Different instructional design models required different implementation and management strategies.  For units and lessons within traditional design models, one of the main implementation and management issues was monitoring students’ progress and making sure that they had mastered the lessons’ objectives (reviewed prerequisite knowledge and skills, studied the instructor’s explanations, elaborations and examples or demonstrations, completed individual assignments, self-assessed their own achievement of the objectives, etc.).  Except for focused team activities in which students would have to work together to complete the assignments and submit their responses to receive the instructor’s feedback, it was almost impossible to monitor individual student progress effectively as the student was completing the lessons (no tracking system was available). Furthermore, it seemed more difficult to have students participate in the threaded discussions and engage them in conversation with other students and the instructor. Therefore, even though individual assignments for each lesson contained self-assessment instruments, the instructor had to develop more formal assessment strategies (quizzes, tests) to monitor student completion of the tasks and performance in order to provide further instruction if needed.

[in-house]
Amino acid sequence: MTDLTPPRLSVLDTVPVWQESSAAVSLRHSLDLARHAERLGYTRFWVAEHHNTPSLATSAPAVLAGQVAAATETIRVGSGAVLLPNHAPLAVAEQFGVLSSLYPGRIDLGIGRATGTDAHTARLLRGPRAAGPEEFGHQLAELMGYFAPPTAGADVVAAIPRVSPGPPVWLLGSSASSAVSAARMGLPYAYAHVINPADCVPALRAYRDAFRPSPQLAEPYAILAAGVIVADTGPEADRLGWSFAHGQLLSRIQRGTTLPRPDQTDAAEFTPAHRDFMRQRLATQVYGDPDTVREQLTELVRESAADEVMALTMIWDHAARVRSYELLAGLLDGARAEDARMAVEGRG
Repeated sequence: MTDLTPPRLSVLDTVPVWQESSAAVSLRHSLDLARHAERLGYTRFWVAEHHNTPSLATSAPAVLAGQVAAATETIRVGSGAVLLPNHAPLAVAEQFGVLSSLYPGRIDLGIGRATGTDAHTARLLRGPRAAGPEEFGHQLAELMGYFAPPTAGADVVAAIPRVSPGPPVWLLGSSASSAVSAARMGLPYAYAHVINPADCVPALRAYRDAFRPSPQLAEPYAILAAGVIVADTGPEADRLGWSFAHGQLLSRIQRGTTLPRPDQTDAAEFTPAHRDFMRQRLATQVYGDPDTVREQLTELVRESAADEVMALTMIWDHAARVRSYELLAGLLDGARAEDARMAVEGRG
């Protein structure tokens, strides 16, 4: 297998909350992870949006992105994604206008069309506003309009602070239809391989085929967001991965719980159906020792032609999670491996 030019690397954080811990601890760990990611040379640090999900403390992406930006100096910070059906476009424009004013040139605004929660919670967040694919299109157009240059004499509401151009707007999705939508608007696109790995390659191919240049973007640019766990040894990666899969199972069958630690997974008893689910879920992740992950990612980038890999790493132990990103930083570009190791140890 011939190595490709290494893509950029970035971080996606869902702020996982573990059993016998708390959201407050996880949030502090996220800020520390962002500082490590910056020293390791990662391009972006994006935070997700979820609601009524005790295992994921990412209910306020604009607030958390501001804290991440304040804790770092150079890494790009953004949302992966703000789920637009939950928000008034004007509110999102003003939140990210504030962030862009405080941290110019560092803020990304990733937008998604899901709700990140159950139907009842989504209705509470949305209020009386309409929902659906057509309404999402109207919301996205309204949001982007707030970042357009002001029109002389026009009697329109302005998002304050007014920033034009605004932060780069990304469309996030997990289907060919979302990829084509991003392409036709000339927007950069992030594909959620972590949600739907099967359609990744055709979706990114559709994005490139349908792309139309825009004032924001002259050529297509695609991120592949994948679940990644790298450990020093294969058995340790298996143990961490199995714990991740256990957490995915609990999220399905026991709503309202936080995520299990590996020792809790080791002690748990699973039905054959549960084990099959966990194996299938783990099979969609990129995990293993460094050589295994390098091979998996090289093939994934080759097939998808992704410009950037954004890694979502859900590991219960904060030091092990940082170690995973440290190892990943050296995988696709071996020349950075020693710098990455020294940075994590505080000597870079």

Implementation and management of the units and lessons prepared in accordance with the constructivist design model were more complex and time intensive.  Scaffolding students’ learning, coaching their performance, providing immediate feedback, helping teams to stay on task and to explore alternative solutions, and developing tolerance to deal with the ambiguity of the tasks and the multiple perspectives (as opposed to one, correct response) demanded a lot of the instructor’s and the students’ time on line.  Students not only had to spend more time on line, but they also had to coordinate their online time with other students.  The instructor also had to read team conversations and to be ready to provide proper scaffolding and coaching, both in the team area and common forum area. Another management issue was related to effective collaborative teamwork.  It was a challenge to develop a collaborative work environment in order to help teams learn how to work effectively and collaboratively.  Independent and task-oriented students seemed to get frustrated easily and appeared to be more concerned about completing the task rather than exploring alternative solutions and negotiating multiple perspectives.  Another team related issue was searching for resources that would further foster students’ thinking process.  When not prompted by the instructor, teams tended not to explore extra readings and resources that were available to them.  In spite of the aforesaid difficulties, encouraging and motivating students to engage in conversation with their team members, classmates and the instructor was not difficult.  The real world, ill-defined and open-ended task created the proper context for discussion and conversation.